JSI Tip 4564. How do I regenerated a dynamic mirrored volume in Windows 2000?

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Microsoft Knowledge Base article Q313061 contains:

IN THIS TASK


SUMMARY

This article is a step-by-step guide to regenerating a mirrored volume on a Windows 2000-based computer after you replace a failed hard disk.

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To Remove the Failed Mirror

  1. Log on to the computer as Administrator.


  2. Right-click My Computer , and then click Manage .


  3. Under Storage , click Disk Management .


  4. Right-click a partition that is marked as "Missing" on the disk, and then click Remove Mirror .


  5. In the Remove Mirror dialog box, click Missing (if it is not already selected), and then click Remove Mirror .


  6. When you are prompted to verify that you want to remove the mirror, click Yes .


  7. Repeat steps 4 through 6 for each partition that is marked with "Failed Redundancy" on the disk that is marked as "Missing."


  8. Right-click the disk that is marked as "Missing," and then click Remove Disk . The disk is removed.


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To Prepare the New Hard Disk

  1. Right-click the new basic disk, and then click Upgrade to Dynamic Disk .

    NOTE : Right-click the Disk X icon (where X is the appropriate disk number), not the partition space that is marked as "Unallocated."


  2. In the Upgrade to Dynamic Disk dialog box, select the check box for the disk that you right-clicked (if it is not already selected).


  3. Clear all the other check boxes, and then click OK . "Dynamic" is then displayed under Disk X .


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To Reestablish the Mirror

  1. Right-click a partition on the disk on which you want to re-create the mirror, and then click Add Mirror .


  2. In the Add Mirror dialog box, click the disk that you prepared in the To Prepare the New Hard Disk section of this article, and then click Add Mirror .


  3. If the following message appears, click OK :


  4. You have mirrored your boot volume. To be able to boot from the mirror disk, add the appropriate entry to your boot.ini file.
  5. Repeat steps 1 through 3 for each partition on the disk that you want to mirror. "Regenerating" is displayed on the source partitions of the volume from which you created the mirror, and on the target partitions of the replaced hard disk.


  6. Quit Computer Management.


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Troubleshooting

  • You cannot start Windows after you replace a failed hard disk.

    This situation can occur if the hard disk that failed is the boot volume. To resolve this issue, use one of the following methods:


    • If there is an entry for the mirrored drive in the Boot.ini file, choose it on the Windows 2000 Boot menu.


    • Create a Windows 2000 boot disk with the appropriate entry for the boot volume on the mirrored hard disk.


    • For additional information about creating a Windows 2000 boot disk, click the article number below to view the article in the Microsoft Knowledge Base:
      Q301680 HOW TO: Create a Boot Disk for an NTFS or FAT Partition
    • Physically switch the jumper and cabling settings on the mirrored hard disk to match those of the original failed disk.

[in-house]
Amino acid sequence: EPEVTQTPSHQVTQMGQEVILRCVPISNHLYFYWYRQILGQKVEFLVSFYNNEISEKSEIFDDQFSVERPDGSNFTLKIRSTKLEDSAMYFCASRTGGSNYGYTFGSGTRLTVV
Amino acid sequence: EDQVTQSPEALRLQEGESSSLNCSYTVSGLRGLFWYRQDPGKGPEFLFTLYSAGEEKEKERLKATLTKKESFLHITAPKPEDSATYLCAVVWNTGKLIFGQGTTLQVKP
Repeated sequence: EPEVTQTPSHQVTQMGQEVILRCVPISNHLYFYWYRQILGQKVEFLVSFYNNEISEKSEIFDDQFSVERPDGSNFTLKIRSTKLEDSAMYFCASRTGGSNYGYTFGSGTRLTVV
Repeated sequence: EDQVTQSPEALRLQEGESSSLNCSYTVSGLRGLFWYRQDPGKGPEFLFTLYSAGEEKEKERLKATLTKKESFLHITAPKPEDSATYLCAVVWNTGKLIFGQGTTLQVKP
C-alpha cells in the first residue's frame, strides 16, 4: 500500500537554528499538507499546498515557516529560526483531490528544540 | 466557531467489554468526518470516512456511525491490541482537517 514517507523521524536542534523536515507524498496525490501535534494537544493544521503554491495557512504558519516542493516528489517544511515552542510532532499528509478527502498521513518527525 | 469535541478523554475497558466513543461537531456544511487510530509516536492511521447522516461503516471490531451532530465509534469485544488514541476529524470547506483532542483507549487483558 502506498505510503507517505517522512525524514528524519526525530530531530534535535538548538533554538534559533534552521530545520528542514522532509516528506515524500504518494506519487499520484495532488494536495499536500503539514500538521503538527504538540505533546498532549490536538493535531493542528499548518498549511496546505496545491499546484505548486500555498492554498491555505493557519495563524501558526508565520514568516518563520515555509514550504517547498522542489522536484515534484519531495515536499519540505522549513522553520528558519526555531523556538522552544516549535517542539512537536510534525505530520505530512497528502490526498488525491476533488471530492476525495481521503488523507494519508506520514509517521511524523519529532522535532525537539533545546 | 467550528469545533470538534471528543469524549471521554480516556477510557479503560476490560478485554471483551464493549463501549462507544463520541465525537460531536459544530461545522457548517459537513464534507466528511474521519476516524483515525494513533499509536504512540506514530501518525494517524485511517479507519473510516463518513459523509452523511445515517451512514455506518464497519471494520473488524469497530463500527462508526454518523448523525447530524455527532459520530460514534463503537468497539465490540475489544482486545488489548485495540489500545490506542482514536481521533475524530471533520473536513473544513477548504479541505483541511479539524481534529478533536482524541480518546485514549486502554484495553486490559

• For additional information about recovering from a failed mirrored drive, click the article numbers below to view the articles in the Microsoft Knowledge Base:
      Q141702 How to Recover Mirroring Windows NT Using IDE Devices
      Q167045 Reasons Why Windows NT Does Not Boot From a Shadow Mirror Drive
  • You are prompted to add an entry to the Boot.ini file for a mirrored volume, but you do not know how to do this.


  • For additional information about editing the Boot.ini file, click the article numbers below to view the articles in the Microsoft Knowledge Base:
    Q311578 HOW TO: Edit the Boot.ini File in Windows 2000
    Q102873 BOOT.INI and ARC Path Naming Conventions and Usage
  • You want to determine the status of the mirror.

    Disk Management displays status descriptions in Graphical view and in the Status column in List view. Use these status descriptions to help you detect and troubleshoot disk and volume failures. This is a partial list of disk and volume status descriptions:


    • Online: This is the typical disk status when the disk is accessible and functioning correctly.


    • Healthy: This is the typical volume status when the volume is accessible and functioning correctly.


    • Healthy (At Risk): The volume is accessible, but underlying input/output (I/O) errors are detected on the disk. The disk status may be displayed as "Online (Errors)." To resolve this issue, right-click the disk, and then click Reactivate Disk to return the disk to "Online" status. This action should also return the volume to "Healthy" status.


    • Failed Redundancy: One member or both members of the mirrored volume have failed. The volume is no longer fault-tolerant. The disk status may be displayed as "Offline," "Missing," or "Online (Errors)." To resolve this issue, repair any disk, controller, or connection problems and verify that the physical disk is turned on and correctly attached to the computer. Right-click the failed disk, and then click Reactivate Disk to return the disk to "Online" status. This should also return the volume to "Healthy" status.


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REFERENCES

For additional information about working with dynamic disks, click the article numbers below to view the articles in the Microsoft Knowledge Base:
Q175761 Dynamic vs. Basic Storage in Windows 2000 and Windows XP
Q222189 Description of Disk Groups in Windows 2000 Disk Management
Q308209 HOW TO: Use Disk Management to Manage Basic and Dynamic Disks in Windows 2000
Q254105 Dynamic Disk Hardware Limitations
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